Yet, the job of stripping the self of conditioning is never entirely finished. Family is the original karmic cauldron, the alchemical vessel that shaped us originally and which continues its hold on even those among us who pride themselves in thinking they are finally free.

Take me, for example. We held a family reunion in Sun Valley this month, 35 of us in six condos, on a five-day journey. Daytimes saw us spreading out into various outdoor activities. Nighttimes we gathered, for cocktails and dinner.

Two things happened to me this time which I find particularly noteworthy. One is a shift in my way of being in the family; the other is a shift in my way of seeing the evolving family dynamics.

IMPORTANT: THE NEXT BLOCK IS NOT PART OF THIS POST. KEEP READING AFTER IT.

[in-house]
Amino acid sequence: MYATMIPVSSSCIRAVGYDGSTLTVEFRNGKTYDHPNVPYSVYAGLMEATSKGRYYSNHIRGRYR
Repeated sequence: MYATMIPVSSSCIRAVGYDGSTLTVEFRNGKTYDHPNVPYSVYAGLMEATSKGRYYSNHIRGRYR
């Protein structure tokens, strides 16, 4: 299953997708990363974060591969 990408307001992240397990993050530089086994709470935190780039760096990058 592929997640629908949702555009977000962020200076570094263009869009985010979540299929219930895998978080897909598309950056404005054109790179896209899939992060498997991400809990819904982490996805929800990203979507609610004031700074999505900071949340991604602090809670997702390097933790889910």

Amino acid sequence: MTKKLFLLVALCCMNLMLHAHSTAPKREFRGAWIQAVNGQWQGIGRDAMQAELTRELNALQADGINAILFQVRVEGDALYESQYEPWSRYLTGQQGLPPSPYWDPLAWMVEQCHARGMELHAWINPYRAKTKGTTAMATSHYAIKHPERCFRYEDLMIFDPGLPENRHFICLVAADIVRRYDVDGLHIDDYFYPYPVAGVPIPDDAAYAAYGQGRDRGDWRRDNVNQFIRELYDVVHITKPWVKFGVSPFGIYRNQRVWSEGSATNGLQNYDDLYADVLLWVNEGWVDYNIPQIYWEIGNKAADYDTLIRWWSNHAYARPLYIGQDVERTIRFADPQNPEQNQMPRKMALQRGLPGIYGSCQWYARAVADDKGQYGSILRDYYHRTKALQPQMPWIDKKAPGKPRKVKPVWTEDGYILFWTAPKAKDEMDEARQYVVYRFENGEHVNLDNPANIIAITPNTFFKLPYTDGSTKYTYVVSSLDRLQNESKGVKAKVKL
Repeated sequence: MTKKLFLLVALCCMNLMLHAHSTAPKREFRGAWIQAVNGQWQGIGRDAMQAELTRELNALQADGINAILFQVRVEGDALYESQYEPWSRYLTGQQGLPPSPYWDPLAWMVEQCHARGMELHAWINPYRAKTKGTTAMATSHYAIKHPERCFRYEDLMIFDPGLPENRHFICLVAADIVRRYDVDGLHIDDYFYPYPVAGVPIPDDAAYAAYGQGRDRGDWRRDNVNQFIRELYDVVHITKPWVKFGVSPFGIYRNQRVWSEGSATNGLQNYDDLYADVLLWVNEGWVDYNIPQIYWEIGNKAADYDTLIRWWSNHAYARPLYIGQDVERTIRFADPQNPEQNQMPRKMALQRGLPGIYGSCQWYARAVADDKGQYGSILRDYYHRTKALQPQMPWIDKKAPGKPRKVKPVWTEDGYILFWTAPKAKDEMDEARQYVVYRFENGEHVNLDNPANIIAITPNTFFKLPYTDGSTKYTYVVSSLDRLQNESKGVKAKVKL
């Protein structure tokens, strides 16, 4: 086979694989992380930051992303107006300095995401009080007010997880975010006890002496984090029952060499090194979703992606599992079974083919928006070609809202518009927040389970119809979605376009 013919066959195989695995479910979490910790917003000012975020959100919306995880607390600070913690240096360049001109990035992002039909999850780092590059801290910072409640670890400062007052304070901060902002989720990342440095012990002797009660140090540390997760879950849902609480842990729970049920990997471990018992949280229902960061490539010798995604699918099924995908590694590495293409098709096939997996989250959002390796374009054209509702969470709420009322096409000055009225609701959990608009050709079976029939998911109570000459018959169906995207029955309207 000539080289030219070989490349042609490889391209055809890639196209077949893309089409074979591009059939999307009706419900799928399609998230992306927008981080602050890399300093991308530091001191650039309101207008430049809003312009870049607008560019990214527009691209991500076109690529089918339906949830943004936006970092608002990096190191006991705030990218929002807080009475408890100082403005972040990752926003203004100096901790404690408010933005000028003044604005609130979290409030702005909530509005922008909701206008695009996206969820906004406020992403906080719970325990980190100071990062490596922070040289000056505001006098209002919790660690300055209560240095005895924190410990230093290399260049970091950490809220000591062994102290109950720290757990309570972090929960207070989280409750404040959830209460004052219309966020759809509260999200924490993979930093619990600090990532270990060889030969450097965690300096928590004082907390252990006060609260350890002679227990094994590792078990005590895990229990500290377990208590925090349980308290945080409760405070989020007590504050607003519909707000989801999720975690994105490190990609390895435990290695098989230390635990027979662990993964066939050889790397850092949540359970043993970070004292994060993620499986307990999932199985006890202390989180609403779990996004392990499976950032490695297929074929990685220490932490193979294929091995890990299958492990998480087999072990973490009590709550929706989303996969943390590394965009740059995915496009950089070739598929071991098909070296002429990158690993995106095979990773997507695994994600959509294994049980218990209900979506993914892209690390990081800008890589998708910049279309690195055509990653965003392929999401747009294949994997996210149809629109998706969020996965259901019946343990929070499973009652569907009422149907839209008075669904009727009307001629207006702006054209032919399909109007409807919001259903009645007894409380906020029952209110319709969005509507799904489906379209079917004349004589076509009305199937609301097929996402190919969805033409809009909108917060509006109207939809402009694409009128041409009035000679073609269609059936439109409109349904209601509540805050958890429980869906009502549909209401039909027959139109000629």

The first began with a big plan I made prior to our arrival. I emailed everybody, saying I would lead whoever wanted to go on an all-day hike in the nearby Sawtooth mountains, up to a particularly beautiful place, Alice Lake. Many siblings and their children responded, some of whom I knew wouldn’t have the strength or the stamina to make the trip. These I counseled that they do something less strenuous — which hurt their feelings.

It seemed like such a good idea at the time, and was very much in keeping with my eldest child role as “intrepid leader“ to plan such a trip.

Once we got together, at the end of the first evening I announced that we would be doing this trip two days hence. About ten of us were excited to go.